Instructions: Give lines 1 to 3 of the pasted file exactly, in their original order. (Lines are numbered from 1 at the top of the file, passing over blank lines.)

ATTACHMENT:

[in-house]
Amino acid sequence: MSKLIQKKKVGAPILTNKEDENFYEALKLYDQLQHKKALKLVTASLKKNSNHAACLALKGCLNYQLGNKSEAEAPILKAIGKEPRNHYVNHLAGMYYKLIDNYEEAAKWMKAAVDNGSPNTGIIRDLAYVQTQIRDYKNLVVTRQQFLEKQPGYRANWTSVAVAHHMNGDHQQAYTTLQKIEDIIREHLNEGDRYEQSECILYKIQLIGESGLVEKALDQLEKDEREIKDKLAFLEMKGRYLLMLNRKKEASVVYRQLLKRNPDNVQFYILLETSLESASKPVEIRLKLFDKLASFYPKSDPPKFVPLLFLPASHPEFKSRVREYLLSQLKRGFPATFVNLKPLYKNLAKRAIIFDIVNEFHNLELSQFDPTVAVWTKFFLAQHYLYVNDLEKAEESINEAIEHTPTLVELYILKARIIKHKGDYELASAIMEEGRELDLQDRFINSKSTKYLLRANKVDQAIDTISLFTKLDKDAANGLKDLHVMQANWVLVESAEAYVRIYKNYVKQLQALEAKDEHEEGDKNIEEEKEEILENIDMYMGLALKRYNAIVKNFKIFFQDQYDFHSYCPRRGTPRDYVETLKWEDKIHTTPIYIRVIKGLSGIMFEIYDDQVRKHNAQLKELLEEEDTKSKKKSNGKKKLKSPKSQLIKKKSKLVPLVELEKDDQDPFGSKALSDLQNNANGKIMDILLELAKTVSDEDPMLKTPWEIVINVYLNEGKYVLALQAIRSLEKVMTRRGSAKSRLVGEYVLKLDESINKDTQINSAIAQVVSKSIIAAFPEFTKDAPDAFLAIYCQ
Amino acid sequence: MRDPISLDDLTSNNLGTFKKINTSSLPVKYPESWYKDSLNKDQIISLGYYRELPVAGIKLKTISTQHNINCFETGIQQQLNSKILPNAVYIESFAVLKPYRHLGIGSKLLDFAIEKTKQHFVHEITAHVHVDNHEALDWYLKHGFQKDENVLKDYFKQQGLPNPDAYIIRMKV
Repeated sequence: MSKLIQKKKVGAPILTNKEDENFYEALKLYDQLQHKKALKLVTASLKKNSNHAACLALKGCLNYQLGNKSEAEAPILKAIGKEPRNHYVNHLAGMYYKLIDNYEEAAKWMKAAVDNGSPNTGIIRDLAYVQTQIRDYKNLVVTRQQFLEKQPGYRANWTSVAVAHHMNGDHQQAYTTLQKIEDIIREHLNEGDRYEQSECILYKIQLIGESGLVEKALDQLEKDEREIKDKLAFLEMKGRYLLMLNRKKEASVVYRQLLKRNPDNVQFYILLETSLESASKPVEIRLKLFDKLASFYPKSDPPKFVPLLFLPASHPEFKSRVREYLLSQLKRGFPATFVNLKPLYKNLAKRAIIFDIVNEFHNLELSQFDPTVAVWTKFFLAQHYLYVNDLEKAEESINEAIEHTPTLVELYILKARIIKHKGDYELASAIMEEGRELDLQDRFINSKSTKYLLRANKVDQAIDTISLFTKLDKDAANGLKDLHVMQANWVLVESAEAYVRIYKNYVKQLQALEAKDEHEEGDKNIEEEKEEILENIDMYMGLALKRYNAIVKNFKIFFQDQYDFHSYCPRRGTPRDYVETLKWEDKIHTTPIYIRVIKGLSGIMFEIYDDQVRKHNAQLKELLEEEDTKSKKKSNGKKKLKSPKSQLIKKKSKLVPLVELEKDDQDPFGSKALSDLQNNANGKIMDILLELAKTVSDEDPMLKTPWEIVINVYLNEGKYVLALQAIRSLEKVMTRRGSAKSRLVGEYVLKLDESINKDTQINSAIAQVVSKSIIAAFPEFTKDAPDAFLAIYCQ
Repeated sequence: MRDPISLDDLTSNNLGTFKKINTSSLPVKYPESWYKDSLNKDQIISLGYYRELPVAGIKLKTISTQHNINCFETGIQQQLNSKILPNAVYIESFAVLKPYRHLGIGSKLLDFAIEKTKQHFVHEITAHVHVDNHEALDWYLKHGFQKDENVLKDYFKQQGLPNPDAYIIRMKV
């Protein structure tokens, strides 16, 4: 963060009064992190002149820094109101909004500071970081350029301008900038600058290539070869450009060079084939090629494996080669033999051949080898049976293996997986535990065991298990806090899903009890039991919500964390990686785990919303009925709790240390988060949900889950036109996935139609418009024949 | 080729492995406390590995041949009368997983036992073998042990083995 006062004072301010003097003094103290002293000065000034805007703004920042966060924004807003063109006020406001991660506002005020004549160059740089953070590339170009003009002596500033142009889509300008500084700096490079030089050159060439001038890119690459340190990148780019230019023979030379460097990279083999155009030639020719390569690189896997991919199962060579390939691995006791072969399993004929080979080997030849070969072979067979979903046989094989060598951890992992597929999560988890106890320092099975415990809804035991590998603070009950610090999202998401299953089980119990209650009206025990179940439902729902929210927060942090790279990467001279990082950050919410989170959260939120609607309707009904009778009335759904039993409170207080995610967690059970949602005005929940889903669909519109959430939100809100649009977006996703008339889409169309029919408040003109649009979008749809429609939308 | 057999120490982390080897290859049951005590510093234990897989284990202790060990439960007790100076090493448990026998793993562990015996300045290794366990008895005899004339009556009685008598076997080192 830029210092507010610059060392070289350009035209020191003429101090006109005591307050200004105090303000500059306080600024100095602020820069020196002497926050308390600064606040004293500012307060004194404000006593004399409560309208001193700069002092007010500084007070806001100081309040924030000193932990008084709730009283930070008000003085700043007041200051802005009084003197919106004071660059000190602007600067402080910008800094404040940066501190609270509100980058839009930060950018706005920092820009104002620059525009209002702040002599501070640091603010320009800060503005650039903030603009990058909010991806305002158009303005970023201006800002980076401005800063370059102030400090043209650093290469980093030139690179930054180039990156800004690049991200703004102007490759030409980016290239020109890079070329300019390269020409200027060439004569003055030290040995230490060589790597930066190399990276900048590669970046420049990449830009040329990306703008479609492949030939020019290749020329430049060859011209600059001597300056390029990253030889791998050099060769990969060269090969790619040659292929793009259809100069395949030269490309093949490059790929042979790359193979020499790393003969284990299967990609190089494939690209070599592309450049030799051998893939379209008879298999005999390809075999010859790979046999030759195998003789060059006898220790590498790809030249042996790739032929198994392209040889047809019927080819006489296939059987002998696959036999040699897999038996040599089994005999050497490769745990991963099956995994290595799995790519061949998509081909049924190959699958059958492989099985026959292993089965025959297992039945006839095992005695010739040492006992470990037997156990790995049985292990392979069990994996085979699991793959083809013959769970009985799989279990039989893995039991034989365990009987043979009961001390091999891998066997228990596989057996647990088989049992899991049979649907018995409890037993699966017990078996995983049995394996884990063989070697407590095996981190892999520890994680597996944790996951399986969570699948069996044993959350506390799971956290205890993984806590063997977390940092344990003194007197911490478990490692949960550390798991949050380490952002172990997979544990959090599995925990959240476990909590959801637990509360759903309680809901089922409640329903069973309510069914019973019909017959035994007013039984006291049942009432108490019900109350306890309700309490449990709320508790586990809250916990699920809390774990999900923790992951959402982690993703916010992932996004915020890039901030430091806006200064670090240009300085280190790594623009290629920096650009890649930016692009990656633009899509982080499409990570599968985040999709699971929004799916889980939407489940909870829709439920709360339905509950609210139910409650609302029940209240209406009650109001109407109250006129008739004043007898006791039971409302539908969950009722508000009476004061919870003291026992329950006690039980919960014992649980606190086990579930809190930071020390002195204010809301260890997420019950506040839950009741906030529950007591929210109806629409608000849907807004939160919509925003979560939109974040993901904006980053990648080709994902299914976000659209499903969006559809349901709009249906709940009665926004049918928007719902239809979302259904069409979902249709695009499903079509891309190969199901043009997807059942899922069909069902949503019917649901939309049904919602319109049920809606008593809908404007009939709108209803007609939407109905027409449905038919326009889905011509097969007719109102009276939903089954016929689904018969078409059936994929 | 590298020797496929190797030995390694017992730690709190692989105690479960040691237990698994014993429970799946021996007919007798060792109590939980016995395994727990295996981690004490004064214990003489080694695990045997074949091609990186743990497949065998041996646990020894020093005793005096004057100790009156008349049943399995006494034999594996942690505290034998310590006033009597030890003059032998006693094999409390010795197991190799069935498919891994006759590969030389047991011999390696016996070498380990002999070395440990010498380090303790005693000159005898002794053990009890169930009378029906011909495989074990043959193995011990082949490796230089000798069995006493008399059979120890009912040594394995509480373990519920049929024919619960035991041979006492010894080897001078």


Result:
[in-house]
Amino acid sequence: MSKLIQKKKVGAPILTNKEDENFYEALKLYDQLQHKKALKLVTASLKKNSNHAACLALKGCLNYQLGNKSEAEAPILKAIGKEPRNHYVNHLAGMYYKLIDNYEEAAKWMKAAVDNGSPNTGIIRDLAYVQTQIRDYKNLVVTRQQFLEKQPGYRANWTSVAVAHHMNGDHQQAYTTLQKIEDIIREHLNEGDRYEQSECILYKIQLIGESGLVEKALDQLEKDEREIKDKLAFLEMKGRYLLMLNRKKEASVVYRQLLKRNPDNVQFYILLETSLESASKPVEIRLKLFDKLASFYPKSDPPKFVPLLFLPASHPEFKSRVREYLLSQLKRGFPATFVNLKPLYKNLAKRAIIFDIVNEFHNLELSQFDPTVAVWTKFFLAQHYLYVNDLEKAEESINEAIEHTPTLVELYILKARIIKHKGDYELASAIMEEGRELDLQDRFINSKSTKYLLRANKVDQAIDTISLFTKLDKDAANGLKDLHVMQANWVLVESAEAYVRIYKNYVKQLQALEAKDEHEEGDKNIEEEKEEILENIDMYMGLALKRYNAIVKNFKIFFQDQYDFHSYCPRRGTPRDYVETLKWEDKIHTTPIYIRVIKGLSGIMFEIYDDQVRKHNAQLKELLEEEDTKSKKKSNGKKKLKSPKSQLIKKKSKLVPLVELEKDDQDPFGSKALSDLQNNANGKIMDILLELAKTVSDEDPMLKTPWEIVINVYLNEGKYVLALQAIRSLEKVMTRRGSAKSRLVGEYVLKLDESINKDTQINSAIAQVVSKSIIAAFPEFTKDAPDAFLAIYCQ
Amino acid sequence: MRDPISLDDLTSNNLGTFKKINTSSLPVKYPESWYKDSLNKDQIISLGYYRELPVAGIKLKTISTQHNINCFETGIQQQLNSKILPNAVYIESFAVLKPYRHLGIGSKLLDFAIEKTKQHFVHEITAHVHVDNHEALDWYLKHGFQKDENVLKDYFKQQGLPNPDAYIIRMKV